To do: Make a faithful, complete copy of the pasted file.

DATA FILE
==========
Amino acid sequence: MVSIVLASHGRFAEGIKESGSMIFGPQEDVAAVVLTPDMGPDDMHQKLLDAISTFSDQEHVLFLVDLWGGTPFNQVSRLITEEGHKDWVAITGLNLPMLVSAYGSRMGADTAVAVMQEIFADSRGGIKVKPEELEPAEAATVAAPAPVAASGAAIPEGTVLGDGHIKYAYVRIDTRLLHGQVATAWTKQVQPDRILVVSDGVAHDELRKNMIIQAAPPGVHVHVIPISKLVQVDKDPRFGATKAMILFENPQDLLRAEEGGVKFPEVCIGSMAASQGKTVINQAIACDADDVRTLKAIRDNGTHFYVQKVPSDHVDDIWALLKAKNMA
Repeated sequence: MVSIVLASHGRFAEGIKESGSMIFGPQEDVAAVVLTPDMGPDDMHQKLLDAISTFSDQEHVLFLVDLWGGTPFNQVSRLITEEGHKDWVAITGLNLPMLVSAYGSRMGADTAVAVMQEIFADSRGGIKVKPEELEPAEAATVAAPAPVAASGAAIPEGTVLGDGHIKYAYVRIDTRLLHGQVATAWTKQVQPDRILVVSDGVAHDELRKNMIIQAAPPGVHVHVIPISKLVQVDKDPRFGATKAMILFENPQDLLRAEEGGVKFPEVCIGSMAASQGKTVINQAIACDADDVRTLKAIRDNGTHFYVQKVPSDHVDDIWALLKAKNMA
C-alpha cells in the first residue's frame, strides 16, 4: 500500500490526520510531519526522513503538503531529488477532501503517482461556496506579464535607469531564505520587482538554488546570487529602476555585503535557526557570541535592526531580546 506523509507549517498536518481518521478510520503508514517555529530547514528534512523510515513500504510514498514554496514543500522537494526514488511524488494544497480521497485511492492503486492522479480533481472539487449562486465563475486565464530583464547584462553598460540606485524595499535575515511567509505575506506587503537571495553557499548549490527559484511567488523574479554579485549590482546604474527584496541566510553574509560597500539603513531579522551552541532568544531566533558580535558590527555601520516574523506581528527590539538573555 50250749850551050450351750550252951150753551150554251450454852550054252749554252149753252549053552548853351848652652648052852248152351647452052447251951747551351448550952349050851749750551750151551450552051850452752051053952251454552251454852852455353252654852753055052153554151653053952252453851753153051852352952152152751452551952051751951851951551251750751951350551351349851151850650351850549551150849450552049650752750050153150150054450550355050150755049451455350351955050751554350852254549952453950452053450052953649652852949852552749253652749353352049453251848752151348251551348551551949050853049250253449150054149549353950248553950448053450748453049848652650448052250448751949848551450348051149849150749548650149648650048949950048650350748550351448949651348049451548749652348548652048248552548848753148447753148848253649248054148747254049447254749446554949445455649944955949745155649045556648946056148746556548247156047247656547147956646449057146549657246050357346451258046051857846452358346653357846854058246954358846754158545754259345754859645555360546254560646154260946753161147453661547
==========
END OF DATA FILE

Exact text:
Amino acid sequence: MVSIVLASHGRFAEGIKESGSMIFGPQEDVAAVVLTPDMGPDDMHQKLLDAISTFSDQEHVLFLVDLWGGTPFNQVSRLITEEGHKDWVAITGLNLPMLVSAYGSRMGADTAVAVMQEIFADSRGGIKVKPEELEPAEAATVAAPAPVAASGAAIPEGTVLGDGHIKYAYVRIDTRLLHGQVATAWTKQVQPDRILVVSDGVAHDELRKNMIIQAAPPGVHVHVIPISKLVQVDKDPRFGATKAMILFENPQDLLRAEEGGVKFPEVCIGSMAASQGKTVINQAIACDADDVRTLKAIRDNGTHFYVQKVPSDHVDDIWALLKAKNMA
Repeated sequence: MVSIVLASHGRFAEGIKESGSMIFGPQEDVAAVVLTPDMGPDDMHQKLLDAISTFSDQEHVLFLVDLWGGTPFNQVSRLITEEGHKDWVAITGLNLPMLVSAYGSRMGADTAVAVMQEIFADSRGGIKVKPEELEPAEAATVAAPAPVAASGAAIPEGTVLGDGHIKYAYVRIDTRLLHGQVATAWTKQVQPDRILVVSDGVAHDELRKNMIIQAAPPGVHVHVIPISKLVQVDKDPRFGATKAMILFENPQDLLRAEEGGVKFPEVCIGSMAASQGKTVINQAIACDADDVRTLKAIRDNGTHFYVQKVPSDHVDDIWALLKAKNMA
C-alpha cells in the first residue's frame, strides 16, 4: 500500500490526520510531519526522513503538503531529488477532501503517482461556496506579464535607469531564505520587482538554488546570487529602476555585503535557526557570541535592526531580546 506523509507549517498536518481518521478510520503508514517555529530547514528534512523510515513500504510514498514554496514543500522537494526514488511524488494544497480521497485511492492503486492522479480533481472539487449562486465563475486565464530583464547584462553598460540606485524595499535575515511567509505575506506587503537571495553557499548549490527559484511567488523574479554579485549590482546604474527584496541566510553574509560597500539603513531579522551552541532568544531566533558580535558590527555601520516574523506581528527590539538573555 50250749850551050450351750550252951150753551150554251450454852550054252749554252149753252549053552548853351848652652648052852248152351647452052447251951747551351448550952349050851749750551750151551450552051850452752051053952251454552251454852852455353252654852753055052153554151653053952252453851753153051852352952152152751452551952051751951851951551251750751951350551351349851151850650351850549551150849450552049650752750050153150150054450550355050150755049451455350351955050751554350852254549952453950452053450052953649652852949852552749253652749353352049453251848752151348251551348551551949050853049250253449150054149549353950248553950448053450748453049848652650448052250448751949848551450348051149849150749548650149648650048949950048650350748550351448949651348049451548749652348548652048248552548848753148447753148848253649248054148747254049447254749446554949445455649944955949745155649045556648946056148746556548247156047247656547147956646449057146549657246050357346451258046051857846452358346653357846854058246954358846754158545754259345754859645555360546254560646154260946753161147453661547